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Morphology

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Michael Manahan

on 23 October 2016

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Transcript of Morphology

MORPHOLOGY
The Words of Language

Thecatsatonthemat.
The cat sat on the mat.
Kwapmuknanuk.
Potawatomi, American Indian language
"They see us."
Adeline Moore
Copyeditor
add a line more
Ineeda Check
Accounts Payable
Maury Missions
Pollution Control
Lois Bidder
Purchasing
Marge Innovera
Statistician
Picov Andropov
Russian chauffeur
Dewey, Cheethum, & Howe
Legal firm
Un petit d'un petit
S'étonne aux Halles.
i need a check
more emissions
lowest bidder
margin of error
pick up &
drop off
Humpty Dumpty
Sat on a wall.
She can't bear (tolerate) children.
She can't bear (give birth to) children.
Bruin bear is the mascot of UCLA.
He stood there - bare and beautiful.
homonyms
homophones
MORPHEME:
the minimal unit of meaning
"They gave it me," Humpty Dumpty continued, "for an un-birthday present."
"I beg your pardon?" Alice said with a puzzled air.
"I'm not offended," said Humpty Dumpty.
"I mean, what is an un-birthday present?"
"A present given when it isn't your birthday, of course."
Lewis Carroll, Through the Looking-Glass
"Looks like we spend most of our time inging... you know, like sleeping, eating, running, climbing..."
Bound and Free Morphemes
boy
desire
gentle
man
-ish
-ness
-ly
dis-
trans-
un-
PREFIXES &
SUFFIXES
English:
boy (sg.) > boys (pl.)
Isthmus Zapotec:
zigi "chin" > kazigi "chins"
INFIXES
Bontoc:
Adjective
fikas "strong"
kilad "red"
Verb
fumikas "to be strong"
kumilad "to be red"
INFIXES
American English:
un-fuckin-believable
in-fuggin-credible
CIRCUMFIXES
Chickasaw:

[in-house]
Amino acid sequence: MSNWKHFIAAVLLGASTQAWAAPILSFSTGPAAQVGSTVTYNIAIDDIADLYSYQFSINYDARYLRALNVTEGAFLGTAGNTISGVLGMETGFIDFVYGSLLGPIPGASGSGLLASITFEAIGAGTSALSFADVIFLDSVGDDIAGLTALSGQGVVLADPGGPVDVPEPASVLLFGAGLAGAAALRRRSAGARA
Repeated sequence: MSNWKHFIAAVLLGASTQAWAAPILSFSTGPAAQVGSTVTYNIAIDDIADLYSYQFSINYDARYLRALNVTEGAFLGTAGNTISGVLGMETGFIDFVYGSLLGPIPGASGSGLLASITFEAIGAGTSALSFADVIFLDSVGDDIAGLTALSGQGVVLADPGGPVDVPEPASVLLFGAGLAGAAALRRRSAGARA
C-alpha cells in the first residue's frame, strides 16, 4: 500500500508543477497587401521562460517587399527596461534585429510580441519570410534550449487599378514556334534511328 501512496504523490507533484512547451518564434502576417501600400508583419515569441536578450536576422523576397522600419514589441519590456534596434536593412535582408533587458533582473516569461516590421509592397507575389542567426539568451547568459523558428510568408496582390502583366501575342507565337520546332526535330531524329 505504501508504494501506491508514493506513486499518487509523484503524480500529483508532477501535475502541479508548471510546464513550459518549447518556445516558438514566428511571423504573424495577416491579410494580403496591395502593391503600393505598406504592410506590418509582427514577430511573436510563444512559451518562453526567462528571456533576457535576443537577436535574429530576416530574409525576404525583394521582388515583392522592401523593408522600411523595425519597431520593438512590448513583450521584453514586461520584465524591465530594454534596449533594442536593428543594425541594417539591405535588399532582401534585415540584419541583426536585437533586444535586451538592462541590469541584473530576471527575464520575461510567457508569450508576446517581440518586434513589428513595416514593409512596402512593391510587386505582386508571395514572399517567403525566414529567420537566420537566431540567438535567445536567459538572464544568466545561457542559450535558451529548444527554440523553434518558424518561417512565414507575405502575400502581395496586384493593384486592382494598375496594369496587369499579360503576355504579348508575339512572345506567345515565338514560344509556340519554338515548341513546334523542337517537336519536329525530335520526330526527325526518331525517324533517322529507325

Affirmative:
chokma "he is good"
Negative:
ik+chokm+o "he isn't good"
CIRCUMFIXES
German:
lieb (verb root) "love"
geliebt (past participle) "loved"
(or "beloved" when used as an adjective)
ROOTS &
STEMS
A root is a lexical content morpheme that cannot be analyzed into smaller parts.
When a root morpheme is combined with an affix, it forms a stem.
ROOTS &
STEMS
Egyptian Arabic:
ktb "write"
katab "he wrote"
kaatib "writer"
kitáab "book"
kútub "books"
ROOTS &
STEMS
root
stem
stem
stem
word
system
system+atic
un+system+atic
un+system+atic+al
un+system+atic+al+ly
"I never heard of "Uglification," Alice ventured to say. "What is it? The Gryphon lifted up both its paws in surprise. "Never heard of uglifying!" it exclaimed. "You know what to beautify is, I suppose?" "Yes,' said Alice doubtfully: "it means - to make - anything - prettier." "Well, then," the Gryphon went on, "if you don't know what to uglify is, you are a simpleton."
Lewis Carroll, Alice in Wonderland
DERIVATIONAL
MORPHOLOGY
When bound morphemes are added to a root morpheme or stem, a new word with a new meaning is derived.
pure
purify "to make pure"
purification "the process of making pure"
DERIVATIONAL
MORPHOLOGY
Noun to Adjective
boy + ish
virtu + ous
Elizabeth + an
pictur + esque
affection + ate
health + ful
alcohol + ic
life + like
DERIVATIONAL
MORPHOLOGY
Verb to Noun
acquitt + al
clear + ance
accus + ation
confer + ence
sing + er
conform + ist
predict + ion
free + dom
DERIVATIONAL
MORPHOLOGY
Adjective to Adverb
exact + ly
quiet + ly
DERIVATIONAL
MORPHOLOGY
Not all derivational morphemes cause a change in grammatical class.
Noun to Noun
friend + ship

Verb to Verb
un + do
WORD COINAGE
Kodak
Colgate
Frigidaire
Kleenex
COMPOUNDS
Two or more words may be joined to form new compound words.
COMPOUNDS
ADJECTIVE
NOUN
VERB
ADJECTIVE
bittersweet
headstrong
-
NOUN
poorhouse
homework
pickpocket
VERB
whitewash
spoonfeed
sleepwalk
When the two words are in the same category,
the compound will be in that category.